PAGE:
The inscription may be the original epitaph for a martyr, commemorating the preparation of his tomb by a deacon; however Antonio Ferrua considered it to be a later commemorative text documenting an act of embellishment or monumentalisation of the tomb, which is a more plausible solution. Even more puzzling is the identity of this martyr Novatianus. The most straightforward answer is that we have here the 2nd c. presbyter of Rome who opposed pope Cornelius concerning the re-admittance into the Church of lapsi (Christians who had renounced their faith during the persecutions under the emperor Decius), was elected a schismatic bishop of Rome, and eventually himself died a martyr's death in exile under the emperor Valerian, probably in 258. In the text of the inscription, there is, however, no particular designation of our Novatianus's identity (he is not, as we'd expect, described as bishop), and hence other possibilities have also been considered: for example that this Novatianus was a martyr of Rome mentioned in the Martyrologium Hieronymianum on 29 June (E04866), or even yet another obscure martyr Novatianus, otherwise lost to our sources. Doubts about the identity of Novatianus were also caused by the fact that this sector of the catacombs (on their second level), was initially dated to a period much later than the late 250s, when the death of Novatianus the schismatic occurred (the earliest dated tomb on the earlier, first level is from 266). However, newer interpretations of the archaeological evidence and analysis of the literary sources have altered the picture, and the currently prevailing view is that this may indeed have been the famous Novatianus. From the literary sources we know that the followers of Novatianus did well in Rome, Constantinople, and the provinces of the Empire, until at least the 5th c. In 412 Honorius outlawed the Novatianists in the city of Rome, which corresponds to the presumed time of the abandonment of these catacombs. Interestingly, the catacombs also lay close to the cemetery of Hippolytus, probably the 3rd c. writer and martyr *Hippolytus of Rome, anachronically named as a Novatianist in a poem by Damaus (EXXXX). It is, therefore, possible either that the two nearby complexes were frequented by Novatianist Christians, and that Damasus gave a faithful account of this fact, or that he connected two unrelated martyrs, namesakes of the famous 3rd c. Christian thinkers, and only based on the similarity of their names presented them as Novatianus and his supporter. The second possibility is, however, refuted by Brent 1995, 373ff. As for the absence of the title episcopus and the dating of the archaeological evidence, Antonio Ferrua argued that the title featured in the original epitaph, carved on a different marble plaque and displayed above the tomb, and that the earliest dated epitaph in the cemetery (266) does not represent the earliest stage of its existence, as some of its parts may go back to the 250s. Furthermore, the body of Novatianus would not have been brought to Rome immediately after his death, but only after the edict of toleration issued by the emperor Gallienus. Anyway, whatever the actual identity of this Novatianus, our inscription and the archaeological context of the crypt, in spite of the silence of the itineraries, strongly suggest that this figure did receive cult in an organised form. Dating: If this is the original epitaph for the 3rd c. martyr and schismatic Novatianus, the inscription must date to 258, and it is in fact often presented as a genuine 3rd c. inscription (also by Anita Rocco in EDB). However, as mentioned above, Antonio Ferrua considered the inscription a later dedication to the martyr, and dated it to the 4th c.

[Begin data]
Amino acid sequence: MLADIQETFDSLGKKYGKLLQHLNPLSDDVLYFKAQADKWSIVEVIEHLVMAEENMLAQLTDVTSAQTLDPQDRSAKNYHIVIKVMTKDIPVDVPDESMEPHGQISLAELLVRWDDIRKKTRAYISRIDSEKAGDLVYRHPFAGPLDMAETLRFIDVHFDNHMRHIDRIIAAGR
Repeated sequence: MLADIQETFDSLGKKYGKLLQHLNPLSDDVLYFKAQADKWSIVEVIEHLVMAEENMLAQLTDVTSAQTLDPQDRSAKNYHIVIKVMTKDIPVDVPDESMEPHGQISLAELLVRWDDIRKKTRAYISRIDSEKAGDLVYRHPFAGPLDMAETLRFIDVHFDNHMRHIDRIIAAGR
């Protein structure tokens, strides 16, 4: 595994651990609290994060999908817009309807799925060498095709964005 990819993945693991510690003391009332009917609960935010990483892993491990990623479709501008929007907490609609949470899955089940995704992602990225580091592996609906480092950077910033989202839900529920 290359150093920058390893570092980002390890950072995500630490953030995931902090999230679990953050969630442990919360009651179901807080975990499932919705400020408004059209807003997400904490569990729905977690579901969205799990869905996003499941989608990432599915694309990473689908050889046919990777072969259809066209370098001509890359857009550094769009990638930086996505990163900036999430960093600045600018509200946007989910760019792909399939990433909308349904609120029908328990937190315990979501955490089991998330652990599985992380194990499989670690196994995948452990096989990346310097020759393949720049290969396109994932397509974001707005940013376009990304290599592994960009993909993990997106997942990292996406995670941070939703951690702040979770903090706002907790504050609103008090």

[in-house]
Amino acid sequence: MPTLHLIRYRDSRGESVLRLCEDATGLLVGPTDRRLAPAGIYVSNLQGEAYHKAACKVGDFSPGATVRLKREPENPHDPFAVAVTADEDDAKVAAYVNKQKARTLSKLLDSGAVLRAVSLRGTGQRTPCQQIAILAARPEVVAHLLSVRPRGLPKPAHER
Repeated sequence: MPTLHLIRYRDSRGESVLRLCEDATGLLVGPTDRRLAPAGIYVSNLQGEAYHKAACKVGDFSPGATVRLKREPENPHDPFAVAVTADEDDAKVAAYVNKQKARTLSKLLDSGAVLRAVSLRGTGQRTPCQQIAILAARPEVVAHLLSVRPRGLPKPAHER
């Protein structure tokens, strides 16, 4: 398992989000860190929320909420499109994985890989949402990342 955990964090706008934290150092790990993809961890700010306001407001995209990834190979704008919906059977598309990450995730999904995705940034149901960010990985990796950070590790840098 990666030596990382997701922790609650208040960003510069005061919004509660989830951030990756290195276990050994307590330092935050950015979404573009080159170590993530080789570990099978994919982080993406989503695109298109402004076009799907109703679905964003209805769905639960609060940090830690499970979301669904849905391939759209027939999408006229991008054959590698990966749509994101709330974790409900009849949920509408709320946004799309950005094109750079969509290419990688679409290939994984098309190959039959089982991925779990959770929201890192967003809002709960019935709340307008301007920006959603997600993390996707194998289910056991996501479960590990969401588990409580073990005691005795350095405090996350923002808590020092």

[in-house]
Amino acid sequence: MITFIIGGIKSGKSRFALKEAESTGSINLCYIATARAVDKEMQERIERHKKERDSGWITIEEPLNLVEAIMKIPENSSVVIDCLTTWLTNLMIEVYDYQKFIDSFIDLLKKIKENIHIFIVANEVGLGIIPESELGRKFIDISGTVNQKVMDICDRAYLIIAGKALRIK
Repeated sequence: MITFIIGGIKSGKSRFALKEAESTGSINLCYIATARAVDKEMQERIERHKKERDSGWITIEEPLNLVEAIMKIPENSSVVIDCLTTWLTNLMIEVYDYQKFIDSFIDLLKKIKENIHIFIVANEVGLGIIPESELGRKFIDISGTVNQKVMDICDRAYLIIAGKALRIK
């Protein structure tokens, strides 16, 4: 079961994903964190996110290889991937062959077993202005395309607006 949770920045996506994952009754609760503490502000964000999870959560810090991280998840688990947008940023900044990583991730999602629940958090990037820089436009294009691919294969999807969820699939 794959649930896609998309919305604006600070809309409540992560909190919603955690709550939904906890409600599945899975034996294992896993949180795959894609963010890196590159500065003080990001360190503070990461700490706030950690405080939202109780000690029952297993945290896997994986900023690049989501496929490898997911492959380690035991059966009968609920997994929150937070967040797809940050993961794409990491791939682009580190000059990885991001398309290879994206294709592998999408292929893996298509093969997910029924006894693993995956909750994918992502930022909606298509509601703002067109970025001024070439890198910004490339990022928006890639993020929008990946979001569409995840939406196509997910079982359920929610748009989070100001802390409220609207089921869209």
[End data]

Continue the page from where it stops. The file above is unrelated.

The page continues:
Bibliography

Edition: Epigraphic Database Bari, nos. EDB11692, see http://www.edb.uniba.it/epigraph/11692 de Rossi, G.B., Ferrua, A. (eds.), Inscriptiones Christianae Urbis Romae Septimo Saeculo Antiquiores, n.s., vol. 7: Coemeteria via Tiburtinae (Vatican: Pont. Institutum Archaeologiae Christianae, 1980), no. 20334. Cecchelli, C., Monumenti cristiano-eretici di Roma (Roma: Fratelli Palombi, 1944), 158 (drawing). Josi, E., "Cimitero alla sinistra della via Tiburtina al viale Regina Margherita", Rivista di archeologia cristiana 10 (1933), 217, no. 43, fig. 23. Styger, P., Die römischen Katakomben. Archäologische Forschungen über den Ursprung und die Bedeutung der altchristlichen Grabstätten (Berlin: Verlag für Kunstwissenschaft, 1933), 192, Tab. 35. Wilpert, J., I sarcofagi cristiani antichi, vol. 2/1 (Rome: Pontificio Istit. di Archeologia Cristiana, 1932), 2*. Further reading: Brent, A., Hippolytus and the Roman Church in the Third Century. Communities in tension before the Emergence of a Monarch-Bishop (Leiden: Brill, 1995), 373ff. De Santis, L., Biamonte, G., Le catacombe di Roma (Rome: Editore Newton & Compton, 1997), 229. Diefenbach, S., Römische Erinnerungsräume : Heiligenmemoria und Kollektive Identitäten im Rom des 3. bis 5. Jahrhunderts n. Chr. (Berlin, New York: de Gruyter, 2007), 254. Fasola, P., "I cimiteri cristiani. Introduzione alla discussione", in: Atti del IX congresso internazionale di archeologia cristiana, Roma, 21-27 settembre 1975 (Rome: Pontificio Istituto di archeologia cristiana, 1978), 191-194. Ferrua, A., "Novatiano beatissimo martyri", La Civiltà Cattolica 95 (1944), 232-239. Fornari, F., Scrinari, S.-M., Le catacombe di Novaziano e la necropoli romana (Rome: , 1973). Giordani, R., "Novatiano beatissimo martyri Gaudentius diaconus fecit - contributo all'identificazione del martire Novaziano della catacomba anonima sulla via Tiburtina”, Rivista di archeologia cristiana 67 (1992), 233-258. Mattei, P., "Un tombeau pour Novatien ? Retour sur une quaestio vexata : elenchus bibliographique, état des lieux, essai de mise au point", Collection de l'Institut des Sciences et Techniques de l'Antiquité (2003), 123-138. PCBE Gaudentius 5. Rocco, A., "La tomba del martire Novaziano", Vetera Christianorum 45 (2008), 149-167.